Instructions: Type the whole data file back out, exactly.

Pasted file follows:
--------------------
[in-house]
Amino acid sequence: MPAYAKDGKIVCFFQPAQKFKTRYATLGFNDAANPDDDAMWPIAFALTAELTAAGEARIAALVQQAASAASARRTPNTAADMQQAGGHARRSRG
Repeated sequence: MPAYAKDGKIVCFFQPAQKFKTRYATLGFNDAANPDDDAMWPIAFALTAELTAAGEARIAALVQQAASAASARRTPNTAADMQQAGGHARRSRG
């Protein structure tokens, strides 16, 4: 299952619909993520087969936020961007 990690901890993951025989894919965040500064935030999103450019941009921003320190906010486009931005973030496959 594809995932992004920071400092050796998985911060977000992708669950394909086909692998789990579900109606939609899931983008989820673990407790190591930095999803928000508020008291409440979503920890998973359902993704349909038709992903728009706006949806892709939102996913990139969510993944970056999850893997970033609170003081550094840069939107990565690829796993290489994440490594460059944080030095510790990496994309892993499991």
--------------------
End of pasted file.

[in-house]
Amino acid sequence: MPAYAKDGKIVCFFQPAQKFKTRYATLGFNDAANPDDDAMWPIAFALTAELTAAGEARIAALVQQAASAASARRTPNTAADMQQAGGHARRSRG
Repeated sequence: MPAYAKDGKIVCFFQPAQKFKTRYATLGFNDAANPDDDAMWPIAFALTAELTAAGEARIAALVQQAASAASARRTPNTAADMQQAGGHARRSRG
């Protein structure tokens, strides 16, 4: 299952619909993520087969936020961007 990690901890993951025989894919965040500064935030999103450019941009921003320190906010486009931005973030496959 594809995932992004920071400092050796998985911060977000992708669950394909086909692998789990579900109606939609899931983008989820673990407790190591930095999803928000508020008291409440979503920890998973359902993704349909038709992903728009706006949806892709939102996913990139969510993944970056999850893997970033609170003081550094840069939107990565690829796993290489994440490594460059944080030095510790990496994309892993499991």